On another agenda item related to the adoption of the report of the second meeting of the TC meeting held in Tokyo from 13-14 July this year, Mr. Omar ElArini of Egypt wanted the report to reflect the names of all the 13 countries who made a joint submission entitled “Draft instrument for the establishment of the Green Climate Fund” as this was not contained in the report. The amendment proposed by Egypt was accepted by the meeting. (The 13 countries involved in the joint submission were Argentina, Burkina Faso, China, the Democratic Republic of Congo, Egypt, El Salvador, Gabon, India, Morocco, Nicaragua, Philippines, Saudi Arabia and Zambia.)

Earlier in the morning of Sunday, a workshop was held for half a day on “The role of the GCF in fostering transformational change, engaging civil society and leveraging the private sector”.  The workshop heard presentations for some NGOs and representatives of the private sector from developed countries. One of the questions posed during the workshop by the facilitators of the session was whether there was a need for a dedicated window or facility for the private sector.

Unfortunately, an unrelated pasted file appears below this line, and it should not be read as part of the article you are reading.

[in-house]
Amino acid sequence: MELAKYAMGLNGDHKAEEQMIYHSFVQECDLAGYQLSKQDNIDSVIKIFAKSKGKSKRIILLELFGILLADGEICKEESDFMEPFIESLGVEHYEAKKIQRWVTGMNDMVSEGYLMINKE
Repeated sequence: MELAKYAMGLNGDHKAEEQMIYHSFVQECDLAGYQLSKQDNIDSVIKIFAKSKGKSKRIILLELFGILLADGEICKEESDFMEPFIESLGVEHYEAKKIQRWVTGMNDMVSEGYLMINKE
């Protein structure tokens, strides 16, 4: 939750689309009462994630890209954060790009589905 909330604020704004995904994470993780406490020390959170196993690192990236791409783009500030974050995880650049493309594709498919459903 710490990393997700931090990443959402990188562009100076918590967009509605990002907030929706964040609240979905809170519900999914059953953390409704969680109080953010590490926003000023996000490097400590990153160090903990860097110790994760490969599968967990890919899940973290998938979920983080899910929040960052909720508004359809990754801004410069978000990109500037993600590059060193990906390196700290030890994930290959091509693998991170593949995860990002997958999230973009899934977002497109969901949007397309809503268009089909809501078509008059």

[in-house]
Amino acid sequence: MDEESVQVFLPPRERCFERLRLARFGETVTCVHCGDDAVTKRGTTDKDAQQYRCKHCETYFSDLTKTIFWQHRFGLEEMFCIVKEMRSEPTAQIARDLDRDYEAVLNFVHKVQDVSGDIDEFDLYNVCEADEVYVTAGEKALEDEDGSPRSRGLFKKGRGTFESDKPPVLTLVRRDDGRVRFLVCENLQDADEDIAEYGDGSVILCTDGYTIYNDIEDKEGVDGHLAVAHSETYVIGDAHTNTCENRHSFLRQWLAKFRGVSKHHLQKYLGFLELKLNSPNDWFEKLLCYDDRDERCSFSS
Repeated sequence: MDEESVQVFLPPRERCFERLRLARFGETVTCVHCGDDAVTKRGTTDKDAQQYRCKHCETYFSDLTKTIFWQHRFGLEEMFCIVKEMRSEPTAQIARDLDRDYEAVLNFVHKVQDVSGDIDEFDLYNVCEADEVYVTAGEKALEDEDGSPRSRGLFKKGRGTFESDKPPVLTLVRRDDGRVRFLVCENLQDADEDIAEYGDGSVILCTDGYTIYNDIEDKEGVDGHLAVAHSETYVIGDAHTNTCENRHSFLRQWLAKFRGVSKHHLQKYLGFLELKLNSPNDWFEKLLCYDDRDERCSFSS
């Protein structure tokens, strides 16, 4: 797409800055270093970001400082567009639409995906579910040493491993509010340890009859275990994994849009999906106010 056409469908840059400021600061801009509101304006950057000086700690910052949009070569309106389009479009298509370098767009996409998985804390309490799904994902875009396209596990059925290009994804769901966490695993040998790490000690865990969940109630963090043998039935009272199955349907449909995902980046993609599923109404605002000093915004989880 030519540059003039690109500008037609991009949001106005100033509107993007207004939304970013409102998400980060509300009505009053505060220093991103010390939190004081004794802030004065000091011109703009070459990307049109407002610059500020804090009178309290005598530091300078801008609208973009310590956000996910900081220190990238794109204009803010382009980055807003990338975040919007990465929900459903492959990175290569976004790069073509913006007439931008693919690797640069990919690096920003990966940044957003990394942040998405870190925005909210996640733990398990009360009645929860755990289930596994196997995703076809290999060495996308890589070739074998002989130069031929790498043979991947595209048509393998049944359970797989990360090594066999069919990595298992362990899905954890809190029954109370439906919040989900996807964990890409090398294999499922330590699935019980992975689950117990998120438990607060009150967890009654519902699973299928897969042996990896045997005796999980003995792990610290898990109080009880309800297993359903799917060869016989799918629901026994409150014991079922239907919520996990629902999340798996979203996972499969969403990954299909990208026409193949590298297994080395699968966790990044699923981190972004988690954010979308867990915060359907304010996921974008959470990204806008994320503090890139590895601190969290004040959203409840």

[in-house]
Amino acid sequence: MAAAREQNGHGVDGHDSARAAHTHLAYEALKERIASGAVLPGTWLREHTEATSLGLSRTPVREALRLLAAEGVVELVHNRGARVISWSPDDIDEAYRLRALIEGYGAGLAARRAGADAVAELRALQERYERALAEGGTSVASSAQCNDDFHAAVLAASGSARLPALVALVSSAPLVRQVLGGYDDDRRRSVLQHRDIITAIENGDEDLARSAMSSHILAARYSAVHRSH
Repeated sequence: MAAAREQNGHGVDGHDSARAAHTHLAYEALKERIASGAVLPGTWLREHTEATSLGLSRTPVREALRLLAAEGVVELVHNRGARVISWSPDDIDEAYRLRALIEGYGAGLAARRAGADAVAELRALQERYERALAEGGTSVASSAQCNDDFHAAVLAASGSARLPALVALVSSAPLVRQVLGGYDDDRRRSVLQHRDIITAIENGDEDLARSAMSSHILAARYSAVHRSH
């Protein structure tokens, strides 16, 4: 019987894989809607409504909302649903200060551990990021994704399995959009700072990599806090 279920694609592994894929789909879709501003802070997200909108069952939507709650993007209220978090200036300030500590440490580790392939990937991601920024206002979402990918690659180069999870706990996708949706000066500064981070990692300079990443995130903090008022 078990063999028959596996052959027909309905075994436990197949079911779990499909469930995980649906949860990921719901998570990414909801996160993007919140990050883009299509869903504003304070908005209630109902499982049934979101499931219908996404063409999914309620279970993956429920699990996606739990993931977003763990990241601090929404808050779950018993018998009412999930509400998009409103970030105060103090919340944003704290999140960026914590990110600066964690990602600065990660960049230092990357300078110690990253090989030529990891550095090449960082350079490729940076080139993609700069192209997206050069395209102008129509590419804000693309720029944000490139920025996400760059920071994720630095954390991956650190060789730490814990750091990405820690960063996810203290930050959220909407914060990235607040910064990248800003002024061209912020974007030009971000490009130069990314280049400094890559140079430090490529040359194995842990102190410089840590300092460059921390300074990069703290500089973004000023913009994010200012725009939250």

Ms. Carol Mwape Zulu of Zambia said that there should be no private sector window as this would present problems for LDCs as the private sector was not interested in adaptation but only in mitigation. She said that the private sector should be engaged at the national level. 

Mr. Jorge Ferrer of Nicaragua said that the TC members should not overestimate the need for private sector engagement and called for more caution and balance in addressing the question. He was also opposed to the establishment of a separate window for the sector. He drew attention to how the private sector in developed countries had to be rescued by governments in some developed countries during the financial crisis.